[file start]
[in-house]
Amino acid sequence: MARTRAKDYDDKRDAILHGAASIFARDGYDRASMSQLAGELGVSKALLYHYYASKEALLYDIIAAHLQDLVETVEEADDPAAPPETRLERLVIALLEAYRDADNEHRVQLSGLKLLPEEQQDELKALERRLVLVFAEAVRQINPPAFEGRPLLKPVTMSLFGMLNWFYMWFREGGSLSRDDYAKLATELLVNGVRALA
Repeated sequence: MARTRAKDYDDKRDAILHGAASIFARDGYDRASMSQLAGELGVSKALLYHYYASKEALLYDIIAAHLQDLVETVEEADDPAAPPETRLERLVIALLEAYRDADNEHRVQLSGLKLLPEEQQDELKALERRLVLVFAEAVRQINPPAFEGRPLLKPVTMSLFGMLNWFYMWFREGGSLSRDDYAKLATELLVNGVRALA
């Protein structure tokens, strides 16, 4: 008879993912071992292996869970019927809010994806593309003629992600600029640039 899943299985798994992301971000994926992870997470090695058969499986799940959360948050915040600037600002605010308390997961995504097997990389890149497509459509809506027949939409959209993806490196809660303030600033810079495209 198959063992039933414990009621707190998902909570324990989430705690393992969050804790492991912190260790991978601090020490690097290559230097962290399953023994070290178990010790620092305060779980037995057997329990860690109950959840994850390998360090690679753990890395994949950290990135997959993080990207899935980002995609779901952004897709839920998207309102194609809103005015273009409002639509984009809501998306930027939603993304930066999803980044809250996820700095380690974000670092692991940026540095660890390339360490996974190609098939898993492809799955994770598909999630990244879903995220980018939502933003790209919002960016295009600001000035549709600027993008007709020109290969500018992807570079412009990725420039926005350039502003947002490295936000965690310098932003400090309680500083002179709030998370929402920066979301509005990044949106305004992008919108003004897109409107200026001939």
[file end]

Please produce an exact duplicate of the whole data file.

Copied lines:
[in-house]
Amino acid sequence: MARTRAKDYDDKRDAILHGAASIFARDGYDRASMSQLAGELGVSKALLYHYYASKEALLYDIIAAHLQDLVETVEEADDPAAPPETRLERLVIALLEAYRDADNEHRVQLSGLKLLPEEQQDELKALERRLVLVFAEAVRQINPPAFEGRPLLKPVTMSLFGMLNWFYMWFREGGSLSRDDYAKLATELLVNGVRALA
Repeated sequence: MARTRAKDYDDKRDAILHGAASIFARDGYDRASMSQLAGELGVSKALLYHYYASKEALLYDIIAAHLQDLVETVEEADDPAAPPETRLERLVIALLEAYRDADNEHRVQLSGLKLLPEEQQDELKALERRLVLVFAEAVRQINPPAFEGRPLLKPVTMSLFGMLNWFYMWFREGGSLSRDDYAKLATELLVNGVRALA
């Protein structure tokens, strides 16, 4: 008879993912071992292996869970019927809010994806593309003629992600600029640039 899943299985798994992301971000994926992870997470090695058969499986799940959360948050915040600037600002605010308390997961995504097997990389890149497509459509809506027949939409959209993806490196809660303030600033810079495209 198959063992039933414990009621707190998902909570324990989430705690393992969050804790492991912190260790991978601090020490690097290559230097962290399953023994070290178990010790620092305060779980037995057997329990860690109950959840994850390998360090690679753990890395994949950290990135997959993080990207899935980002995609779901952004897709839920998207309102194609809103005015273009409002639509984009809501998306930027939603993304930066999803980044809250996820700095380690974000670092692991940026540095660890390339360490996974190609098939898993492809799955994770598909999630990244879903995220980018939502933003790209919002960016295009600001000035549709600027993008007709020109290969500018992807570079412009990725420039926005350039502003947002490295936000965690310098932003400090309680500083002179709030998370929402920066979301509005990044949106305004992008919108003004897109409107200026001939």